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I know what the disk io, disk queue length and other measures are, but what does 'Highest active time' mean?

Is it the amount of time it is busy handling requests, or something else?

When it is high, does it mean the CPU is busy doing some IO work, or is it just indicating that the disk is busy handling requests?

I'm trying to work out if 50% active time means that 50% of the time the disk is either seeking, reading or writing, rather than the kernel is spending 50% of it's time servicing IO requests.

Edit Another quick data point here. If you look at the difference between an SSD and a physical disk, the SSD has significantly less activity, so I guess this really means the amount of time the operating system is waiting for the disk to respond and returning data.

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up vote 31 down vote accepted

I’m pretty sure it is the same as the Perfmon counter "PhysicalDisk _Total %time". (It tracks this counter in lock-step.)

Perfmon gives this description of that counter:

% Disk Time is the percentage of elapsed time that the selected disk drive was busy servicing read or write requests.

Basically, it is the percentage of elapsed time that the physical drive(s) were busy. So Even though your MB/s usage may be low, the % busy time can be high if the disk is heavily fragmented, or is otherwise thrashing on lots of small operations.

On a server where you would try to match the right level of high-performing disks to the workload, you would consider the disk subsystem to be a potential bottleneck if the % active (busy) time plateau-ed above 80%. On a workstation if this number is high, it just tells you that your disk performance is maybe what is slowing down your work.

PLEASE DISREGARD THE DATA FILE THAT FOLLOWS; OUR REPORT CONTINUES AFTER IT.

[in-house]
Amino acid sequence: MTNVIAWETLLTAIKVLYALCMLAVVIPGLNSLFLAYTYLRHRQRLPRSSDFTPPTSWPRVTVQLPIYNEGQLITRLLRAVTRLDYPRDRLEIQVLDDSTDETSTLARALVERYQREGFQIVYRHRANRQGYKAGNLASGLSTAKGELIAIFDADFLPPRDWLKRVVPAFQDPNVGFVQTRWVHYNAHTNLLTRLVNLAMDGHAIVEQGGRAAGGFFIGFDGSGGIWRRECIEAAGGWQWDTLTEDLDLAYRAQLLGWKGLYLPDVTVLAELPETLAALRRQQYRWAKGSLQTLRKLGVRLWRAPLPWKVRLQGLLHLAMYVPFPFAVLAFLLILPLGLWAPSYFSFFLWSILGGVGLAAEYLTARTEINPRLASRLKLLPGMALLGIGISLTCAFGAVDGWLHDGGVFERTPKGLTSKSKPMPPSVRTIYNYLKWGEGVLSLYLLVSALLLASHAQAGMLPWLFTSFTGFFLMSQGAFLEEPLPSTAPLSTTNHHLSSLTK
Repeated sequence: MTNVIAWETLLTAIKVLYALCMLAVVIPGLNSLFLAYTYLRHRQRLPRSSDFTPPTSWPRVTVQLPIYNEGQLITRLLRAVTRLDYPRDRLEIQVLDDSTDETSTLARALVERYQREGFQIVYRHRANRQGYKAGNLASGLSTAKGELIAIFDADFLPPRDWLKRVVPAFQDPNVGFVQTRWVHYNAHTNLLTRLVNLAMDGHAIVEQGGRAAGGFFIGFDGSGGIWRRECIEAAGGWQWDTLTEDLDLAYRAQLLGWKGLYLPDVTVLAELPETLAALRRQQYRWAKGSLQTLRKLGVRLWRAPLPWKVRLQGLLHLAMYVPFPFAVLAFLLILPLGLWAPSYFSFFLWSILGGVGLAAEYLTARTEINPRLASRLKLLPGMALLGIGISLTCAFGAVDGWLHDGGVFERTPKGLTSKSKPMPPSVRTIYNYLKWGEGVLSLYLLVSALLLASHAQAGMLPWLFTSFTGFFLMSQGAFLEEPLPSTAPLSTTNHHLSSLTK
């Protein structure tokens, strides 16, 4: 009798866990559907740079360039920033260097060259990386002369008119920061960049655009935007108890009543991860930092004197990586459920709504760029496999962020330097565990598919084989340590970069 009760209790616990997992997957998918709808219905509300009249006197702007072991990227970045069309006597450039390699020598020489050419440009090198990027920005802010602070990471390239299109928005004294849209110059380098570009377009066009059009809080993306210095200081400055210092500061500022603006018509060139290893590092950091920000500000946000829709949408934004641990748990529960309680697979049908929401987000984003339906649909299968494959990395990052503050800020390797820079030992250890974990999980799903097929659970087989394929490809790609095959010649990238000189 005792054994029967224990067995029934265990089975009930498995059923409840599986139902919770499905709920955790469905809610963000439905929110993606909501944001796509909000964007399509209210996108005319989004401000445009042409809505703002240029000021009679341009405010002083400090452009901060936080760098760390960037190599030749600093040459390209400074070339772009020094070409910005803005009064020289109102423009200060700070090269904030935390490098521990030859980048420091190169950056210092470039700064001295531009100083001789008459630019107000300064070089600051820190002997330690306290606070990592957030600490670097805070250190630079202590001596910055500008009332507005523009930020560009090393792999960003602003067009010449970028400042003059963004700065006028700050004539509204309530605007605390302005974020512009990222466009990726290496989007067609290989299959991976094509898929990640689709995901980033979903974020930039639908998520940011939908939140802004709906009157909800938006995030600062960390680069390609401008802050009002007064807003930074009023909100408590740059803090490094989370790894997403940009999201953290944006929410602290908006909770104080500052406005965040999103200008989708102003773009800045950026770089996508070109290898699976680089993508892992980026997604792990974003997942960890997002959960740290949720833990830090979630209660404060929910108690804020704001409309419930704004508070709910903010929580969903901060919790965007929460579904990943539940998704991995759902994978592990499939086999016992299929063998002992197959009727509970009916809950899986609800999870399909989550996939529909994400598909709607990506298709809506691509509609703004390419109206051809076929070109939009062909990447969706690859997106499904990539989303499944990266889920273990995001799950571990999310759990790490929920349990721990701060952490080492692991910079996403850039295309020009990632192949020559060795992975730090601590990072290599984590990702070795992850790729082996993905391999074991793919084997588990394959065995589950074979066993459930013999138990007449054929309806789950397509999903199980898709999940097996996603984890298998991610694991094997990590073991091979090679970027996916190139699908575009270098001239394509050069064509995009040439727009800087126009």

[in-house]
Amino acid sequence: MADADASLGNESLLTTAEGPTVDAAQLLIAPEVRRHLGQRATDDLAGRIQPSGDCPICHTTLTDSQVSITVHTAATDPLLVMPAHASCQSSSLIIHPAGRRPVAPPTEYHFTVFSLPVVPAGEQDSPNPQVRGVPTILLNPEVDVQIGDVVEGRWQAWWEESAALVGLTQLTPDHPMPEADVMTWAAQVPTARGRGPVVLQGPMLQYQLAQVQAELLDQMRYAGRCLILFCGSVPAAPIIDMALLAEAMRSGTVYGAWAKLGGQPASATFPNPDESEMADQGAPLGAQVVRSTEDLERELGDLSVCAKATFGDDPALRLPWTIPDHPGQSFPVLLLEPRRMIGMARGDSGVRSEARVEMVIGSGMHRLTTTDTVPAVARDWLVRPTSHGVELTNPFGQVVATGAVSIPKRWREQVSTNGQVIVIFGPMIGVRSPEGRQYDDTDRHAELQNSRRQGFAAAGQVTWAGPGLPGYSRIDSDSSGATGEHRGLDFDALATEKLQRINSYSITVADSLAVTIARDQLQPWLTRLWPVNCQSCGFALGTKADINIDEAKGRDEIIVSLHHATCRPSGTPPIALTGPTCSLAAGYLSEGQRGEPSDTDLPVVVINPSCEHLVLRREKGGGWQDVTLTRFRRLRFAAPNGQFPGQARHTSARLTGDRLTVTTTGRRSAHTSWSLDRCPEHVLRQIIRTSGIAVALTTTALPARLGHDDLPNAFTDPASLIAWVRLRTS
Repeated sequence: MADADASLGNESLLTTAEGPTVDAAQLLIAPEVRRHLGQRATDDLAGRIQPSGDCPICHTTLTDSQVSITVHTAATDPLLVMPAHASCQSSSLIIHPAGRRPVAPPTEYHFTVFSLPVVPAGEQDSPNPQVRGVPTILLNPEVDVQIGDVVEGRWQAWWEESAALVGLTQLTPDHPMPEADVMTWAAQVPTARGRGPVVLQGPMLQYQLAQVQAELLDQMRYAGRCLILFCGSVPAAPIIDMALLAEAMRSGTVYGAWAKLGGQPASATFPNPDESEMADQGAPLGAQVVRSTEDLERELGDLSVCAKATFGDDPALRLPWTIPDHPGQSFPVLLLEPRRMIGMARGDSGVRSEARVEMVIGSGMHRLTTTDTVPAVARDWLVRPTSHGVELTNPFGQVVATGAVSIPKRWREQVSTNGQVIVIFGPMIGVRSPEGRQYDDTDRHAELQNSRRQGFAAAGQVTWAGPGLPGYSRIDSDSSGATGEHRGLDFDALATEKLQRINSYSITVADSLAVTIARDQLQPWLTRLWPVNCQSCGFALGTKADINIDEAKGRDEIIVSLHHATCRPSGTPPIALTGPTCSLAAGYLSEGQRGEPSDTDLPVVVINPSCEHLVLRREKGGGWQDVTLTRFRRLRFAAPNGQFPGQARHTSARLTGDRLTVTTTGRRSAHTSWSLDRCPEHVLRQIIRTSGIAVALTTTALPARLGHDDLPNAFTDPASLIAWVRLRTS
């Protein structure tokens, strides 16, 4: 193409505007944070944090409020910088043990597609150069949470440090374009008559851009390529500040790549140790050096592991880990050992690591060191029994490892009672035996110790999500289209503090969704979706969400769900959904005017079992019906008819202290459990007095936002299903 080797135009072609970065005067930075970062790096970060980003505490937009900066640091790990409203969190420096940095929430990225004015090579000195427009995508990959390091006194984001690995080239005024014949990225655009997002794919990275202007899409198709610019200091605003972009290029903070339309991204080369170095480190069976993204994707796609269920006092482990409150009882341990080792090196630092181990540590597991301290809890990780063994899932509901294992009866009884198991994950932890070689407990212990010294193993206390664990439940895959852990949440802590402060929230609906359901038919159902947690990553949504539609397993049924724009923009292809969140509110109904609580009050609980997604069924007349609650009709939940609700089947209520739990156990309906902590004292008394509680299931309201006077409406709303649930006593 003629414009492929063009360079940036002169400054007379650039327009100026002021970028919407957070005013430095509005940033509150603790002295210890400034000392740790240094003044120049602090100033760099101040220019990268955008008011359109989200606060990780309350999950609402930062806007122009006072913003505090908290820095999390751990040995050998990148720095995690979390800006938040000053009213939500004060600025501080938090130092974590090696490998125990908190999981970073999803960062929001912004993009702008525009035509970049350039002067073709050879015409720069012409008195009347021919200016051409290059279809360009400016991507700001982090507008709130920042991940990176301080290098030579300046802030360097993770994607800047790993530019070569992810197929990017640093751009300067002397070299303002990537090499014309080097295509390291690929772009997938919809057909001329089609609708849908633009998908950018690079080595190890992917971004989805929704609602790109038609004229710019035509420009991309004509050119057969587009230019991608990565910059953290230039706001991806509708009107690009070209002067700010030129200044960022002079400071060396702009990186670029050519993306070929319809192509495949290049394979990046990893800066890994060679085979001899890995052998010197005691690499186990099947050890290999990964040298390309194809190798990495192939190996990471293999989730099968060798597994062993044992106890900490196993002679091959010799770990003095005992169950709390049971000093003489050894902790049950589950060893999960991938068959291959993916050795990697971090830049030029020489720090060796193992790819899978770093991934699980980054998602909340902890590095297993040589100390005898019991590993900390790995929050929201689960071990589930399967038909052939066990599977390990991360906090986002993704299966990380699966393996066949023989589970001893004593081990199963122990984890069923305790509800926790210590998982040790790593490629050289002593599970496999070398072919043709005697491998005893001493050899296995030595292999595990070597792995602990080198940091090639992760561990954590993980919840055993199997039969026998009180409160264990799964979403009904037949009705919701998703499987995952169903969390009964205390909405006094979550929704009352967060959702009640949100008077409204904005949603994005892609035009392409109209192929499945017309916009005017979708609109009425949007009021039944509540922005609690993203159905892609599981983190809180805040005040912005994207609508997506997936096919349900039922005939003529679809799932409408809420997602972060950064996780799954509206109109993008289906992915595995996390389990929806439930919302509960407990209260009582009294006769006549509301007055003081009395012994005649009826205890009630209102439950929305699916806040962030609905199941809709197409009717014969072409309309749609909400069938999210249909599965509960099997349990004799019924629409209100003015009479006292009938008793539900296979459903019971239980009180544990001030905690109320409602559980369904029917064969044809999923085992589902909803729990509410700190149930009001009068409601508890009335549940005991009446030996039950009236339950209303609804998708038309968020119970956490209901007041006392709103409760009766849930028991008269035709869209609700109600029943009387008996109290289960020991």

As to your last question: I'm quite certain it is the physical disk and not any kernel or process time. While waiting on the physical diskthe kernel blocks whatever processes is waiting on that disk operation, and uses the CPU for whatever else needs doing.

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Superb answer. Thanks a lot. – Nick R Oct 30 '09 at 14:05
I think that rather than being the _Total it is the MAX of the individual drive statistics. Of course this would be the same thing if there is only one disk. If you look under the 'Storage' section of the disk tab you will see the 'Active Time (%)' column the 'Highest Active Time' is the MAX of this column. – Martin Brown Jan 24 '12 at 13:12
As a note - it is a totally usless statistics. Because "busy" is not "overloaded". Especially on servers with multi disc RAID subsystems that are capable of significant throughput and with a ton of separate IO streams the disc subsystem is pretty much always having SOME command in processing, just not relly anything that keeps it busy. THat is like measuring a taxi utilization by the time the engine runs - but it may only run on a parking place to keep the heating going in winter. I always measure Seconds/IO, which is a GOOD indication - when it grows, the disc subsystem is overloaded. – TomTom May 30 '12 at 9:16
@TomTom Perhaps you could add an answer to clarify. I understand your point in a RAID, but the metric would seem to at least correlate strongly with poor performance, similar to what's described here. Idling your taxi does waste cash ( ppt). – ruffin Dec 2 '14 at 14:13
Not totally. The problem is that I can keep a Hard disc active without a lot of activity. So, 100% active does not necessarily mean "delivering me all the data it can". – TomTom Dec 2 '14 at 14:22

This shows the percentage of time that the disk is not idle and is actively serving requests. If a disk is constantly running at very, very high levels (say, more than 80%), it may point to a storage-related bottleneck. If your users are seeing performance issues, and you’re seeing 100% active times, you might need faster or more disks.

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From Mahalo:

The highest active time is the percentage of time spent performing IO (actually processing time spent at the IO level). It can get to 100% if Vista is defragmenting or doing some other IO heavy operation and very little else is going on.

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Is this the amount of time kernel processes are waiting for IO to complete? So it is not necessarily the amount of time the disk is actually working. I thought that most IO was simply a matter of sending a command to the disk and waiting for an interrupt back when the transfer into or out of a memory buffer had finally completed. – Nick R Sep 24 '09 at 6:51

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